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4390.0 - Private Hospitals, Australia, 2001-02  
Previous ISSUE Released at 11:30 AM (CANBERRA TIME) 31/10/2003   
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NOTES


ABOUT THIS PUBLICATION

This publication presents details from the 2001-02 national census of private hospitals. Three categories of hospitals are identified: acute hospitals, psychiatric hospitals and free-standing day hospital facilities. There are relatively few psychiatric hospitals and some of these are owned by the same parent company. To maintain the confidentiality of their data, psychiatric hospitals are combined with acute hospitals in most tables in this publication.

State level data has been provided, where possible, for each state and territory in this publication. Previous releases have combined SA and NT, and NSW and ACT.

Two new income tables (hospital type and size) are included in the publication this year. This now means that income and recurrent expenditure can be compared by state, hospital type and hospital size. The insurance table for all hospitals has been modified to show a time series to better monitor the effects of changes in policies designed to stimulate usage of private health services.

Any differences between the data given in this publication and the data shown in other reports on hospital activity are due to differences in scope and coverage, relative completeness of the data sources and differing error resolution procedures.


INQUIRIES

For further information about these and related statistics, contact the National Information and Referral Service on 1300 135 070 or Andrew Cumpsty on Brisbane (07) 3222 6374.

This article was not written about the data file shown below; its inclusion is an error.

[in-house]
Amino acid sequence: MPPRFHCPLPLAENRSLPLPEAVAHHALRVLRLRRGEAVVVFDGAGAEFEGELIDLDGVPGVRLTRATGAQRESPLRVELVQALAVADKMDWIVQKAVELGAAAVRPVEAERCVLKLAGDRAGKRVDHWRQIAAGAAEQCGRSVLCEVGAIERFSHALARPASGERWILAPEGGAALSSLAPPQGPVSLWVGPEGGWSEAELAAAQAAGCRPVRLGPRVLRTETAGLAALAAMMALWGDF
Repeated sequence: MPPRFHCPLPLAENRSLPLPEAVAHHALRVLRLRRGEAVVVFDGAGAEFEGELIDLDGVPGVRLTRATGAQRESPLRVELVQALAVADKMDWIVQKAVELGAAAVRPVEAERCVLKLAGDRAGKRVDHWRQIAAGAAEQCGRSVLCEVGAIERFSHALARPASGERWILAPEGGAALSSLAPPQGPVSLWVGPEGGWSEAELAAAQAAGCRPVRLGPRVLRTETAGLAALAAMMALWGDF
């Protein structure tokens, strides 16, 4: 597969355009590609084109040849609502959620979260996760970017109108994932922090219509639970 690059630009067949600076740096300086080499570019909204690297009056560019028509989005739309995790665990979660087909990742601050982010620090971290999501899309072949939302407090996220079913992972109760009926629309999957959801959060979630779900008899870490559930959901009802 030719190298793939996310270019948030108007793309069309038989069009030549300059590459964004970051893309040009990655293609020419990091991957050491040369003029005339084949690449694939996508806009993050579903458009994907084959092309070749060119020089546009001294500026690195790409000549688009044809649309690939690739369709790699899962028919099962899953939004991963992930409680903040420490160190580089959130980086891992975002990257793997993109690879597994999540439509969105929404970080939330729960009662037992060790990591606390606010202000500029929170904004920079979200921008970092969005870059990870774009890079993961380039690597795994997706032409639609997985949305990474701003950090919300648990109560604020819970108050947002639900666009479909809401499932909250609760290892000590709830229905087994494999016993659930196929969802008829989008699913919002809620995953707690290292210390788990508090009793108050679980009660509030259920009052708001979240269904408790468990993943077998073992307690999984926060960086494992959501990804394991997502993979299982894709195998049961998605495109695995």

SUMMARY OF FINDINGS


INTRODUCTION

This publication presents data for the private hospital sector in 2001-02. Comparable data for public hospitals is available in Australian Hospitals 2001-02, produced by Australian Institute of Health and Welfare (AIHW). According to data in that publication, during 2001-02 nearly four out of every ten hospital patients in Australia were admitted to private hospitals, representing nearly one-third of all days of hospitalisation.

There were 537 private hospitals in operation during 2001-02. These comprised 277 acute hospitals, 24 psychiatric hospitals and 236 free-standing day hospital facilities (tables 2 and 3).

During 2001-02, private hospitals in Australia:

  • treated 2.6 million admitted patients (patient separations)
  • provided 7.2 million days of hospitalisation to these patients (patient days)
  • employed 48,500 staff (full-time equivalent)
  • earned $5,328m in income (revenue)
  • spent $4,996m for recurrent purposes (recurrent expenditure)
  • invested $474m in buildings and other capital assets (capital expenditure).


HOSPITALS

Although the number of private acute and psychiatric hospitals increased during 2001-02, their numbers have followed a downward trend over the past decade. In 2001-02 there were 301 of these hospitals, two more than in the previous year (table 1). This increase is the net result of the opening of 10 new hospitals and the closure of 8 hospitals.

The strong growth in the number of private free-standing day hospital facilities which has been evident for several years, continued during 2001-02, with an increase of 19 hospital facilities to 236 during the year (table 2). This increase provided an extra 76 beds overall. Most of this growth occurred in Queensland with 11 new hospital facilities.